Our Work, Mission and Core Values
The Western Pennsylvania Conservancy has been dedicated to protecting and restoring the region’s exceptional natural places since 1932. As a member-based nonprofit organization, we work in cities and towns across Western Pennsylvania and rely on the help of thousands of members, partners and volunteers. We are making a difference in our region’s water, land and life. We do this work for the wildlife and people who call Western Pennsylvania home.
But we can’t do this important work across our region without you.
We have permanently protected more than 255,000 acres of land – forests, meadows, farmlands and more – in Western Pennsylvania. You may have visited a place we’ve protected. Ohiopyle, McConnells Mill, Raccoon Creek, and Erie Bluffs are just a few of the 11 state parks we helped create. We also own 13,000 acres of land, including nature reserves and natural areas, for you to hike, walk, nature watch, hunt and enjoy. Of the total land protected by land trust organizations in Pennsylvania, nearly 50% has been conserved by WPC.
We’ve restored more than 3,000 miles of Western Pennsylvania’s local rivers and streams. Through a number of strategic projects and initiatives, such as streambank restorations, in-stream habitat work and riparian tree plantings, we’re protecting and restoring local waterways. This means clean water – for wildlife to thrive, for people to drink, and to provide places for you to fish and paddle.
Our scientists study the region’s rare, threatened and endangered plants and animals to guide our land and water conservation efforts. WPC’s conservation science program takes important data on Pennsylvania’s biodiversity and helps apply it to land protection, watershed restoration, land stewardship planning and policy development.
With our more than 10,000 volunteers, we create gardens and green places that bring nature into cities and towns across 20 counties in Western Pennsylvania. We plant trees in neighborhoods and parks and on city streets that capture storm water, provide shade and make communities more vibrant. We provide hanging baskets and planters and other green features to beautify downtown Pittsburgh. We add green infrastructure features that address storm water overflow issues. And we create green spaces where schoolchildren learn, explore and play.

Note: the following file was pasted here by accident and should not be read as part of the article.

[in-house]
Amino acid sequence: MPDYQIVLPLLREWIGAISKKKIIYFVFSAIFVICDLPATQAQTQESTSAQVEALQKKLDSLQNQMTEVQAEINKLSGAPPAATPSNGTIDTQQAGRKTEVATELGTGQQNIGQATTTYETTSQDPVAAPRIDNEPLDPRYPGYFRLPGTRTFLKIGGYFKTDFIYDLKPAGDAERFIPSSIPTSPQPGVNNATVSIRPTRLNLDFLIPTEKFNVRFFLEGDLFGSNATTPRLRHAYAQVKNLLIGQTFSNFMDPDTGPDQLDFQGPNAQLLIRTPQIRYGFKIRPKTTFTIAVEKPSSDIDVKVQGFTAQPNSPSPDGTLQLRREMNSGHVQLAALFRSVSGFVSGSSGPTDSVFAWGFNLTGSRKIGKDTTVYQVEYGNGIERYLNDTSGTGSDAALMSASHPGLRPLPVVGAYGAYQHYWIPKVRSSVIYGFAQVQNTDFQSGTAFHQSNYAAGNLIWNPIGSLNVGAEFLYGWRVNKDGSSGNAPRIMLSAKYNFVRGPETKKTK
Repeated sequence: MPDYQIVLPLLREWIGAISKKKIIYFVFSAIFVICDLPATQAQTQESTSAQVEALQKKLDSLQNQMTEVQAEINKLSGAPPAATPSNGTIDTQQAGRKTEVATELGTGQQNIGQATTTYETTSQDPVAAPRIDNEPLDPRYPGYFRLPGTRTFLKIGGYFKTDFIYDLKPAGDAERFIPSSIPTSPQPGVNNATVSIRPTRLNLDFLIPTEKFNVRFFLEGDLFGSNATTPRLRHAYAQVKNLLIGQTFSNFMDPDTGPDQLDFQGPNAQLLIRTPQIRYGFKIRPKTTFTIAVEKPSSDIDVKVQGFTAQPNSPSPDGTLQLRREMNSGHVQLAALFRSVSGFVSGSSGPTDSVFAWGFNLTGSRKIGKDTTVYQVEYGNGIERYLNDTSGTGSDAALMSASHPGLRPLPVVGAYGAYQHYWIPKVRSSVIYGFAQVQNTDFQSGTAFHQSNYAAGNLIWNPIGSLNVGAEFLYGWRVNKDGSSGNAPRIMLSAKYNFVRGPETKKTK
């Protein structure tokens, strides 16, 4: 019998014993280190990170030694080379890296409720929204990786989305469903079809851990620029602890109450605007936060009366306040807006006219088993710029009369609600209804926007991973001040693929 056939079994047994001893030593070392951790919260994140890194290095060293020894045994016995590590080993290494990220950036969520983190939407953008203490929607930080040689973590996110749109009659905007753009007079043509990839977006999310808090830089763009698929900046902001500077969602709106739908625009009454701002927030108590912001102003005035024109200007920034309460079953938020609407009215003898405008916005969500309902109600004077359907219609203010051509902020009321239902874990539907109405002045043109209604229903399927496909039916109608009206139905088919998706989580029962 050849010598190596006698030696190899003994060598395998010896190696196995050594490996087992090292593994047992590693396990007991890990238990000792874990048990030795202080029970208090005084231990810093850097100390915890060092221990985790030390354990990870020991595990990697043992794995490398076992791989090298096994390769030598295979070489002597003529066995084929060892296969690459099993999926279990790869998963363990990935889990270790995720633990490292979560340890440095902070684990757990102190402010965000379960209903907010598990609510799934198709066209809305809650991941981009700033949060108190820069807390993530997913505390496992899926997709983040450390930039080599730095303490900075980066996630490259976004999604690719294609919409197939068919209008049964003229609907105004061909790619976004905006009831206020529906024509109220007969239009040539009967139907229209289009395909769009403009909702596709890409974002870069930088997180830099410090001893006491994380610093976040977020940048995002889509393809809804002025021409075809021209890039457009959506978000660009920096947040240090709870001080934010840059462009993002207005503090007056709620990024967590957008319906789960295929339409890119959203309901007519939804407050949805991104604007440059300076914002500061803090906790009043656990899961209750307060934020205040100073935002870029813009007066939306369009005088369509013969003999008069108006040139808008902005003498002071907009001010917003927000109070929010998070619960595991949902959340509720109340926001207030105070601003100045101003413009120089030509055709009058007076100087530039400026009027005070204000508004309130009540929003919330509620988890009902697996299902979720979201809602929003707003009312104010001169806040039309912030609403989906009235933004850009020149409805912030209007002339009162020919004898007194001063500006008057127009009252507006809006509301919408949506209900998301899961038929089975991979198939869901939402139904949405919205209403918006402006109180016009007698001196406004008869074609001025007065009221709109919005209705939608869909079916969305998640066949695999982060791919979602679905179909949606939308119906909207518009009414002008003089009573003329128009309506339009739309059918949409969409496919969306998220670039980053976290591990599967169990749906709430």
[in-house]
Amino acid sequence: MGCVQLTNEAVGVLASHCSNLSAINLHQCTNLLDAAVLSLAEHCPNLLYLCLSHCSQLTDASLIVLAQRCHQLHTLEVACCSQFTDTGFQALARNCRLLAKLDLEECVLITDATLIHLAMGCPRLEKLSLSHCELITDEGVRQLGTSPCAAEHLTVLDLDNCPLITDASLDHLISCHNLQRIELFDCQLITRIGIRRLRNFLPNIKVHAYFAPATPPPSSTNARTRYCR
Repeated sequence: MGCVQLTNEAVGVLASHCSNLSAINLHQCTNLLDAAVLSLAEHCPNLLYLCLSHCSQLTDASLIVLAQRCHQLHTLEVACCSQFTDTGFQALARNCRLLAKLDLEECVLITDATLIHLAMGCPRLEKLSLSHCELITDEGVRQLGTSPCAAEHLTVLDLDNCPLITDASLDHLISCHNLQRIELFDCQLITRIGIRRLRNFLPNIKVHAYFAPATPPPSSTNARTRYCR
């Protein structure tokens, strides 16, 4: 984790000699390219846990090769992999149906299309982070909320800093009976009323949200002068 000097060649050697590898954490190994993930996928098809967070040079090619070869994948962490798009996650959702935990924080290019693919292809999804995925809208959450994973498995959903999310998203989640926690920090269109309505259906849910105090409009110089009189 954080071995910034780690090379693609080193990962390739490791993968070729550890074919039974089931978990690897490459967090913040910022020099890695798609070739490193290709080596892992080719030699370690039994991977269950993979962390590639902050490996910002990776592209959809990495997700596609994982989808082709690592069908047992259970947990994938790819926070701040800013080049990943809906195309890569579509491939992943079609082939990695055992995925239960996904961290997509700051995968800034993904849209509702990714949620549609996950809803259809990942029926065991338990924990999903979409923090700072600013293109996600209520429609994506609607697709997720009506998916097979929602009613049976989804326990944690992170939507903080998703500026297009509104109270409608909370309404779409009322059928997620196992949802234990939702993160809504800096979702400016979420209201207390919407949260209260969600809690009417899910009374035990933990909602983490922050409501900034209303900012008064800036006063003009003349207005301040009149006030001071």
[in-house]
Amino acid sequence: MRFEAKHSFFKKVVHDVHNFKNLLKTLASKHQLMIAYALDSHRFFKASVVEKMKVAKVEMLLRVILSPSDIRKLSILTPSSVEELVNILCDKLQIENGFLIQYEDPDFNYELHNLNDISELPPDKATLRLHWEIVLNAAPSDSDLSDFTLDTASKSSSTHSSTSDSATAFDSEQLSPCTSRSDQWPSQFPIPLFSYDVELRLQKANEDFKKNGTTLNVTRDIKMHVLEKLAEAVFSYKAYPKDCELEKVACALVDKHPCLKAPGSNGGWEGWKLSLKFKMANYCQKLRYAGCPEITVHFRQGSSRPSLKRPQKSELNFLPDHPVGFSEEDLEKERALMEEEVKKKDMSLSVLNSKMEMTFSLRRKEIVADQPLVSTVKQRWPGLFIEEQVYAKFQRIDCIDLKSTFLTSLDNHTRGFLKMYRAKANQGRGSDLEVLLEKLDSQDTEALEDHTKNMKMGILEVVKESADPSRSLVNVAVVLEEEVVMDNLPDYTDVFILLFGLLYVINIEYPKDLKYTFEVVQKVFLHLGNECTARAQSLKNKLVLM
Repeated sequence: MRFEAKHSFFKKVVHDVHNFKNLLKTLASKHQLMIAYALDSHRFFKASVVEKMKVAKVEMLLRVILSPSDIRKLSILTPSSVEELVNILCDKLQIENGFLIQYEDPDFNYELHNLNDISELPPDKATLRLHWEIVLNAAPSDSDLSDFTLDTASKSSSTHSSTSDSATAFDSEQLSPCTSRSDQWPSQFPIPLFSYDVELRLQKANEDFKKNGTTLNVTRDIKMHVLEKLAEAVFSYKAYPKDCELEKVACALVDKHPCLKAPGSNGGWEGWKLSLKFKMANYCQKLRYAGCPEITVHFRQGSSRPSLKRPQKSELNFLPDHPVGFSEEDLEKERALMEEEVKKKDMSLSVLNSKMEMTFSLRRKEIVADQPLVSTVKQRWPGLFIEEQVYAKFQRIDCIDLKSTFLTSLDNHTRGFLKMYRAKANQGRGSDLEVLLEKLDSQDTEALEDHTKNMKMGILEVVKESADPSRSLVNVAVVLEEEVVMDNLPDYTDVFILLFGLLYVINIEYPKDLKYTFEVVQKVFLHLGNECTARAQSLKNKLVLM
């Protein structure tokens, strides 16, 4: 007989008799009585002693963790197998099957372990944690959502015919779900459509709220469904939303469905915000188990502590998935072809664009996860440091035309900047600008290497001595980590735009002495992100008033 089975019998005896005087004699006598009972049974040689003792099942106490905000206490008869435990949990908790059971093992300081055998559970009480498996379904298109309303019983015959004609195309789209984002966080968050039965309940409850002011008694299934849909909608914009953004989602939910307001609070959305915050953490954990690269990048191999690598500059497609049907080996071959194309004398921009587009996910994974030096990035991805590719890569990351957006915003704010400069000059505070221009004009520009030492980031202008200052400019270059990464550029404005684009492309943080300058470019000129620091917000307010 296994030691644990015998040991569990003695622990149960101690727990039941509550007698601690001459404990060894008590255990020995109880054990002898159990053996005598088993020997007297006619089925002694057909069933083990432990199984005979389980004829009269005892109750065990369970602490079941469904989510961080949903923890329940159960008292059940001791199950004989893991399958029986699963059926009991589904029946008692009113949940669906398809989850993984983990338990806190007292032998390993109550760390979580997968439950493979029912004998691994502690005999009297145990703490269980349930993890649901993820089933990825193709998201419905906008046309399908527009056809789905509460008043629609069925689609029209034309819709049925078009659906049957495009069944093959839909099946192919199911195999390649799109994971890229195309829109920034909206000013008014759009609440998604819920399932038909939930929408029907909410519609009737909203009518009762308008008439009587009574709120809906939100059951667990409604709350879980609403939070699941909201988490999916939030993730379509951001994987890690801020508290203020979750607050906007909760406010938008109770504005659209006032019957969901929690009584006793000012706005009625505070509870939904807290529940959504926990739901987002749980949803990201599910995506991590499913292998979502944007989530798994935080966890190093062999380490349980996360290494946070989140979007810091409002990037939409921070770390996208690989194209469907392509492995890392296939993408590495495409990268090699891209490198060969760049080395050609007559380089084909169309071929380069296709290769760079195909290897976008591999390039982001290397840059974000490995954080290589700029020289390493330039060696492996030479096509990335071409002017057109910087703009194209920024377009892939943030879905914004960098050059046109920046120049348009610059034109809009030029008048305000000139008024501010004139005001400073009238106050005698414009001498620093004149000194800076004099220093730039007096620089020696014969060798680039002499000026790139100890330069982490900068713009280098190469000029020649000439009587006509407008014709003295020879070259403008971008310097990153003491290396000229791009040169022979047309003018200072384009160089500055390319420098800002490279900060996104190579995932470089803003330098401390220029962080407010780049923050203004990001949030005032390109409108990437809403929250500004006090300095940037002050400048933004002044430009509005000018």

We care for Fallingwater, the internationally renowned house designed in 1935 by famed American Architect Frank Lloyd Wright. Today, Fallingwater is a UNESCO World Heritage Site and inspires visitors from around the world as a symbol of people living in harmony with nature. Since 1963, the Western Pennsylvania Conservancy has owned and preserved Fallingwater, welcoming nearly 6 million visitors. Fallingwater Institute offers a variety of immersive educational programming and experiences for schoolchildren, college students and adult learners.
Each year, our members help safeguard, restore and beautify the region. We also partner with more than 12,000 volunteers and dozens of community organizations, partners and businesses to plant and maintain gardens and trees, pull invasive plants, improve our reserves, restore waterways and work at Fallingwater to assist visitors. Day by Day, inch by inch, yard by yard and acre by acre, our members and volunteers are key partners in helping to make Western Pennsylvania a more beautiful place to live and to visit.
The Western Pennsylvania Conservancy's
The Western Pennsylvania Conservancy protects and restores exceptional places to provide our region with clean waters and healthy forests, wildlife and natural areas for the benefit of present and future generations. The Conservancy creates green spaces and gardens, contributing to the vitality of our cities and towns, and preserves Fallingwater, a symbol of people living in harmony with nature.
Partnerships as Key to Accomplishing Our Work
Innovation and Agility
Integrity, Accountability and Openness
Employees and Volunteers Valued for Their Knowledge, Commitment and Diversity
Results-driven Work for Long-term Regional Impact and Value
Collaboration Across Areas of Expertise